Gene therapy has to do with viruses

Adeno-associated virus (AAV) mediated gene therapy has emerged as a promising treatment modality for a variety of genetic disorders. Utilizing AAV vectors, which are known for their low immunogenicity and high efficiency in delivering genetic material, this approach aims to introduce, remove, or change genetic material within an individual's cells to treat or prevent disease.

LCT Gene Variations and Lactose Tolerance

The LCT gene plays a crucial role in our ability to digest lactose, the primary sugar found in milk. Across the world's population, there are different versions of the LCT gene, and these variations determine how well an individual can digest lactose throughout their life.

Global Distribution

The ability to digest lactose varies widely across global populations. For instance, lactose tolerance is more common in populations with a long history of cattle domestication and dairy consumption, such as Northern Europeans. In contrast, lactose intolerance is more prevalent in East Asian, African, and Native American populations.

Evolutionary Background

Thousands of years ago, most humans became lactose intolerant after infancy. This is because, in nature, mammals typically only consume milk during infancy. However, with the domestication of cattle and the consumption of milk beyond infancy, certain populations underwent genetic changes. These changes allowed them to produce the lactase enzyme, which breaks down lactose, throughout their lives.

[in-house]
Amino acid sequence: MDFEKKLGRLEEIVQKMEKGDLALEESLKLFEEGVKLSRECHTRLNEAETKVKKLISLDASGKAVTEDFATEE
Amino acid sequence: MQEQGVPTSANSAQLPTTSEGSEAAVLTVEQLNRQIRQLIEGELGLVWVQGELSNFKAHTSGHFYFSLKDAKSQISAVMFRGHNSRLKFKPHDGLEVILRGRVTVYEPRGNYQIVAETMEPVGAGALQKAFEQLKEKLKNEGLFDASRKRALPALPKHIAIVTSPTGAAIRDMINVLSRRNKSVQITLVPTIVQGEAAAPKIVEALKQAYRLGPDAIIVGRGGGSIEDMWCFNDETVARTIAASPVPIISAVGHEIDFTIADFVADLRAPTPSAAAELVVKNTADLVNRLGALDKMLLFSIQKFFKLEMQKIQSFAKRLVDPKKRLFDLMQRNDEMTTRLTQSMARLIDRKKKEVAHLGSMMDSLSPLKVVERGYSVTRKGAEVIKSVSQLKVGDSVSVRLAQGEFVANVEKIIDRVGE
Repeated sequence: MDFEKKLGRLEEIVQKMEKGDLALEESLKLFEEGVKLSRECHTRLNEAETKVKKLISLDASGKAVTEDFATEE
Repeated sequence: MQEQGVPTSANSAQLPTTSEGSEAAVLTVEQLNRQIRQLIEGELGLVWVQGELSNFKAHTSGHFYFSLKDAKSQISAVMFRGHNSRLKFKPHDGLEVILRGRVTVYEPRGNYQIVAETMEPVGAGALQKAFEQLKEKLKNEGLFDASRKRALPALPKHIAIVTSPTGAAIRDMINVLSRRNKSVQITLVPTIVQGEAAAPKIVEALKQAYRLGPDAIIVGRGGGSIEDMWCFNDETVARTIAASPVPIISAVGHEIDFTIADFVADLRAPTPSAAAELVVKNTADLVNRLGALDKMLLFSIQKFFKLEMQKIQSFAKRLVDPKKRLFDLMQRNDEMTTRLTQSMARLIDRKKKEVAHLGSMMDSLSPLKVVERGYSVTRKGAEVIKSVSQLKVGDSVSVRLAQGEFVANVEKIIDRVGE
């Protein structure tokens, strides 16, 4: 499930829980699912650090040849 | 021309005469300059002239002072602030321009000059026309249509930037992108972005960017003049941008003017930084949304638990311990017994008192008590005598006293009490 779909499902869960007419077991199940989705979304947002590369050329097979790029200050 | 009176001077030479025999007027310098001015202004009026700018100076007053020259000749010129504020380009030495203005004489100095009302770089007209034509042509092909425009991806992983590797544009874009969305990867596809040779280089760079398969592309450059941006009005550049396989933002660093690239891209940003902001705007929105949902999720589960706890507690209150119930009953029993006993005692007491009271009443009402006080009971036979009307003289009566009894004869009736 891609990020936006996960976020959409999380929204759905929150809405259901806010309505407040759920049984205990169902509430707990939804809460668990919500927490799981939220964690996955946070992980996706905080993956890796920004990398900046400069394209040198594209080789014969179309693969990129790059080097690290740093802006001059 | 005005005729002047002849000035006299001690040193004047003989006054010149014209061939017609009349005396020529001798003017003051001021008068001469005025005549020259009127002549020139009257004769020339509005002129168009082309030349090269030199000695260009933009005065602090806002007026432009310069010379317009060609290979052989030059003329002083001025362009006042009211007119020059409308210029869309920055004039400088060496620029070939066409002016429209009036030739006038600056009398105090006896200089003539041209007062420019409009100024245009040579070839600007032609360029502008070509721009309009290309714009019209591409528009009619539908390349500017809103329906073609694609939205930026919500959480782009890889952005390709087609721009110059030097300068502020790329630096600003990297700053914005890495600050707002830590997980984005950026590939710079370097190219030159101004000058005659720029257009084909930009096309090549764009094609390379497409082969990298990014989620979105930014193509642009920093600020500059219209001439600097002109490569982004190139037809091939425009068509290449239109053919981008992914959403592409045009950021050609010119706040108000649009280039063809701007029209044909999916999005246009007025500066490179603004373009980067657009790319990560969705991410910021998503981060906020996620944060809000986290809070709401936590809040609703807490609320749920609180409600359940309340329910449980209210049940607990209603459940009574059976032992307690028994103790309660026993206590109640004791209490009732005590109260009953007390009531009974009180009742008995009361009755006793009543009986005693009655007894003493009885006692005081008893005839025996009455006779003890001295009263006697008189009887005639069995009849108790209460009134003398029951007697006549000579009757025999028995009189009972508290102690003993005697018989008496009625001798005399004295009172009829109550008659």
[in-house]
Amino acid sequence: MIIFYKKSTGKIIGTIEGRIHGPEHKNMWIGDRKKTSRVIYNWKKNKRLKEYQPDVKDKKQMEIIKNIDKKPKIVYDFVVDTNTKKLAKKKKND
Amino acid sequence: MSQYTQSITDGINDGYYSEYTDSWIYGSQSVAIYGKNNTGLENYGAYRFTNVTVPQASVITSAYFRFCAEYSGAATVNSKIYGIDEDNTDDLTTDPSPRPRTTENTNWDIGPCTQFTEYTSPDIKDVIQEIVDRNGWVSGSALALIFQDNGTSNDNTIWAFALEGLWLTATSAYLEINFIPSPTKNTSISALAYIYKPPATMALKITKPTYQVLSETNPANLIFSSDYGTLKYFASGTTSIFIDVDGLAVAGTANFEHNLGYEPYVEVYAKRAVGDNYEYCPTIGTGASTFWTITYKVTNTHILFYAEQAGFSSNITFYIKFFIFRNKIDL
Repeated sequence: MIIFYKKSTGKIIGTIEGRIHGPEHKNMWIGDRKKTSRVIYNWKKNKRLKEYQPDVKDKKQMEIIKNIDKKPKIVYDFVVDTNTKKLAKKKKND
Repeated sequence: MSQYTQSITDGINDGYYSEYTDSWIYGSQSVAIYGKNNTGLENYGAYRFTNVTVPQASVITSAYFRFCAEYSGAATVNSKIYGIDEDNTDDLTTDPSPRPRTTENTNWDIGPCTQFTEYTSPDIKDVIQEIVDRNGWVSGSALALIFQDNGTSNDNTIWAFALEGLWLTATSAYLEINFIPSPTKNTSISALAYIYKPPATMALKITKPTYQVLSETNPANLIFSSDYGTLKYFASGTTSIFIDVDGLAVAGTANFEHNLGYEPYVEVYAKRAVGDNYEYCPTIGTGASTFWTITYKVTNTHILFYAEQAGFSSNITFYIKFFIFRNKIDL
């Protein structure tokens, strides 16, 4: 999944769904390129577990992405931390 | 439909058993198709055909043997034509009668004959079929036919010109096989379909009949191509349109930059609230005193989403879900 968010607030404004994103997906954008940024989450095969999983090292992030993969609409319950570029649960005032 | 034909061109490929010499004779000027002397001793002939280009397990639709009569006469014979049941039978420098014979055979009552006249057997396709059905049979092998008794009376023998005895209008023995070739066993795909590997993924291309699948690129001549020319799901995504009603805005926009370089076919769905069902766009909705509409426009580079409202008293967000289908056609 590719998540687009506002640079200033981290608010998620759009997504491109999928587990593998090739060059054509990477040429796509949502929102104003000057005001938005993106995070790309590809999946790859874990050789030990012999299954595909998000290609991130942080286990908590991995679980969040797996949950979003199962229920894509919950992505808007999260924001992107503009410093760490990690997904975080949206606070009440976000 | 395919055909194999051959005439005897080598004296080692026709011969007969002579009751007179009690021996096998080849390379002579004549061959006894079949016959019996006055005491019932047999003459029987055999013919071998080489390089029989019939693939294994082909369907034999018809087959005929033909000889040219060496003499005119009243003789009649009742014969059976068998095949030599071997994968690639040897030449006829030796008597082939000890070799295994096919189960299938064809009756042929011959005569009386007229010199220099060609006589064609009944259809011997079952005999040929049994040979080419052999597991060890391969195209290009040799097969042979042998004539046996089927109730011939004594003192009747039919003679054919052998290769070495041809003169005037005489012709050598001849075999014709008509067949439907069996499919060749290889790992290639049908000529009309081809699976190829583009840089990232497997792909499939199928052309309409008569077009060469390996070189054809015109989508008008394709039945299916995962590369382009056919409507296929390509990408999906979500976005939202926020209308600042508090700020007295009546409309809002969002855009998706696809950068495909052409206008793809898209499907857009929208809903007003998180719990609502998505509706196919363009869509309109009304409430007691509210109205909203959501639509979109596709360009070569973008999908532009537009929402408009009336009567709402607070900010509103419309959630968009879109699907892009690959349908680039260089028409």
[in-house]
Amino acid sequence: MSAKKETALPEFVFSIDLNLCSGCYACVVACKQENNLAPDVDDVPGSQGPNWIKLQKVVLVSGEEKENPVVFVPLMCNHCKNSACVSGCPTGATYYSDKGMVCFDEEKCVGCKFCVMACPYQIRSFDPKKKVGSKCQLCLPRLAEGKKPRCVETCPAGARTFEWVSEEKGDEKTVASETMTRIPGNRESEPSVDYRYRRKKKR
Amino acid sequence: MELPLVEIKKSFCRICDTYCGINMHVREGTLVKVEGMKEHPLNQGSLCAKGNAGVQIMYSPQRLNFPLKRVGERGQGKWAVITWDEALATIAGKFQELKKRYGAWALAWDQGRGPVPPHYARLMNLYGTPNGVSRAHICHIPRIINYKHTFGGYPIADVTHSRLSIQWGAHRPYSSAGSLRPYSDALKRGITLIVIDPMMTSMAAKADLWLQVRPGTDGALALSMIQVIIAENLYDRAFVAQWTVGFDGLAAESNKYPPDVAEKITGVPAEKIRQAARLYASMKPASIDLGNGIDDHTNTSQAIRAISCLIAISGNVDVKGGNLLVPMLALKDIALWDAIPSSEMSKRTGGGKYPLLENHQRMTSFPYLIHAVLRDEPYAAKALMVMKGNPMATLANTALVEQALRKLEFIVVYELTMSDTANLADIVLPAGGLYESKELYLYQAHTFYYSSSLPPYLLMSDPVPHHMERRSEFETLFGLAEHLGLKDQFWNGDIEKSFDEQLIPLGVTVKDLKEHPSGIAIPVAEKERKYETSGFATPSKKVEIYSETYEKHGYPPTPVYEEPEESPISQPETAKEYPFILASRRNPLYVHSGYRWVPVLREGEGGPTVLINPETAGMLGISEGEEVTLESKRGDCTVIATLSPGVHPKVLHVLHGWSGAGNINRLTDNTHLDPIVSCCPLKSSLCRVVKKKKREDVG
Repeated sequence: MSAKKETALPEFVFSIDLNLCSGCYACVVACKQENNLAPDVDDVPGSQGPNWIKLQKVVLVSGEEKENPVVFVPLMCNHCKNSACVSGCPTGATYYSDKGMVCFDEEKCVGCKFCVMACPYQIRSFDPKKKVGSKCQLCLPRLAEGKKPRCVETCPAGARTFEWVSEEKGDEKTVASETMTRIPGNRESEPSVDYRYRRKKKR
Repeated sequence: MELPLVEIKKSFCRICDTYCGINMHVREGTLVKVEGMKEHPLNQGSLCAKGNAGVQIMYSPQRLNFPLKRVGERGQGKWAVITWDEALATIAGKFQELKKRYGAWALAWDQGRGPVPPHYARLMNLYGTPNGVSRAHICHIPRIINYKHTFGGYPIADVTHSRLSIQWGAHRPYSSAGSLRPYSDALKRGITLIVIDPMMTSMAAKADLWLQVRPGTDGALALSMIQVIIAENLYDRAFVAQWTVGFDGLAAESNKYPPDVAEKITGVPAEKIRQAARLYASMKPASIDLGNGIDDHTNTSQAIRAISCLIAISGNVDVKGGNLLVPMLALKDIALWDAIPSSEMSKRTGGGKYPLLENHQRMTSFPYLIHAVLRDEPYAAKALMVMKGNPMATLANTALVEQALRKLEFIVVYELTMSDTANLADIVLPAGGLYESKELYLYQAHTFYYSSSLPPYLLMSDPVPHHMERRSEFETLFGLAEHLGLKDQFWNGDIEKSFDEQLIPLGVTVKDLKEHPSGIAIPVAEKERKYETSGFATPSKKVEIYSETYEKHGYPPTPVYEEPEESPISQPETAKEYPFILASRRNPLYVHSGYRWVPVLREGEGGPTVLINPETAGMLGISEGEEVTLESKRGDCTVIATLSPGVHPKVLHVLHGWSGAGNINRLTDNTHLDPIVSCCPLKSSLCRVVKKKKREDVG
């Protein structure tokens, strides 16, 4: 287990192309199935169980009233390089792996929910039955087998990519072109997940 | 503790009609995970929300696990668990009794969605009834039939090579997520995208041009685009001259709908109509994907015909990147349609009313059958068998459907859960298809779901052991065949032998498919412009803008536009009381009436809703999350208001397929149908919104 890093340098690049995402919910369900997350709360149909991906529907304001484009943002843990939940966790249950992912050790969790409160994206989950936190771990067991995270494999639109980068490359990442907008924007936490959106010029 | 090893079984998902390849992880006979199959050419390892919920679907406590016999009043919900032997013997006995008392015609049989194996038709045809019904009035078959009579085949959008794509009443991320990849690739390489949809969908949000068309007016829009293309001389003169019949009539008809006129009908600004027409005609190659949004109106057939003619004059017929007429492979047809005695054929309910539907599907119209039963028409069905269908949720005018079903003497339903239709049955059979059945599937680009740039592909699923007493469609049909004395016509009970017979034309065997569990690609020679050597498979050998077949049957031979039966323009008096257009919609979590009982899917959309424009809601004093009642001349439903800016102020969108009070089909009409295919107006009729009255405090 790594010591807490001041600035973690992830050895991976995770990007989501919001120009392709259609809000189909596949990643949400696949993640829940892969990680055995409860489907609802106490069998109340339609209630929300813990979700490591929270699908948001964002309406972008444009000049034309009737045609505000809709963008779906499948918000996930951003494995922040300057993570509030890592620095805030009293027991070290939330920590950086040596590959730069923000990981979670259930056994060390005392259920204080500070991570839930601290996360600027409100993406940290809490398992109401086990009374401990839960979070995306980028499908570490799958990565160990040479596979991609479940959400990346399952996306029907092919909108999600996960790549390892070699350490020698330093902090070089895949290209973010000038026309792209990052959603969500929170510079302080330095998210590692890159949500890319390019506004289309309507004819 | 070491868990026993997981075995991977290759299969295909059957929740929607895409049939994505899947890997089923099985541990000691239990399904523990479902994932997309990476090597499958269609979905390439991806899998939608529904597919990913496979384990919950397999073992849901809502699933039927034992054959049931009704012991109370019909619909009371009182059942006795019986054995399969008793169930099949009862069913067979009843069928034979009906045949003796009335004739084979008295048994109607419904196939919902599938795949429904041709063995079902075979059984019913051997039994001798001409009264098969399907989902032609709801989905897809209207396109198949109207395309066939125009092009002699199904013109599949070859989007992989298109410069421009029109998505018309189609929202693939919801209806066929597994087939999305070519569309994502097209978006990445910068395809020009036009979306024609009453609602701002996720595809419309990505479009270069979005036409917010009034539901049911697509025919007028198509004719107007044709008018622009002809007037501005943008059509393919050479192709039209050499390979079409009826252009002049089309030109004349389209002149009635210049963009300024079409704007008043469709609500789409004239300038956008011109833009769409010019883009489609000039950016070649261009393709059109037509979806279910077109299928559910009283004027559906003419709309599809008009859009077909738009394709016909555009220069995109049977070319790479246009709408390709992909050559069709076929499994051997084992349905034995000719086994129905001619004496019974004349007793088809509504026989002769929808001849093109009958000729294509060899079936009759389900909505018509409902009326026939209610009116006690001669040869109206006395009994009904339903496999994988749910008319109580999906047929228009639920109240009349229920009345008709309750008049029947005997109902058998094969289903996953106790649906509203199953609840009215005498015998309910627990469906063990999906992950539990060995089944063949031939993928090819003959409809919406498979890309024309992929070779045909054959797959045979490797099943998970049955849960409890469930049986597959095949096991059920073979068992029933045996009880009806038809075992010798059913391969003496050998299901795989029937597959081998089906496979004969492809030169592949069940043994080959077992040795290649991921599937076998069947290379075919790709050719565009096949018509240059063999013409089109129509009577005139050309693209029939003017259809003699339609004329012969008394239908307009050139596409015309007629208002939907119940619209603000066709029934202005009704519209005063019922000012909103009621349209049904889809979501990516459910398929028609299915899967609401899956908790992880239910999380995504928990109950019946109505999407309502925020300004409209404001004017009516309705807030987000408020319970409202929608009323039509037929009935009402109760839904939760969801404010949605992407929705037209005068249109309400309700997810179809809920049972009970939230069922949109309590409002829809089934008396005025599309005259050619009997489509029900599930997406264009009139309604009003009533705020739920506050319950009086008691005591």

Lactose Tolerance for a Lifetime

Some variations of the LCT gene enable continuous lactase production, allowing individuals to digest lactose throughout their entire lives. The primary genetic variant associated with this lifelong lactose tolerance is the "-13910*T allele" located near the LCT gene. This adaptation is believed to have evolved in populations where dairy farming became a significant food source.

Decreasing Lactase Production After Infancy

The more traditional version of the LCT gene leads to a reduction in lactase production after infancy. This means that as individuals with this gene variation grow older, their ability to digest lactose diminishes, leading to lactose intolerance in adulthood.

In summary, the variations in the LCT gene across different populations reflect our evolutionary history and dietary adaptations. As humans adapted to their environments and available food sources, specific genetic changes occurred, influencing our ability to digest lactose throughout life.

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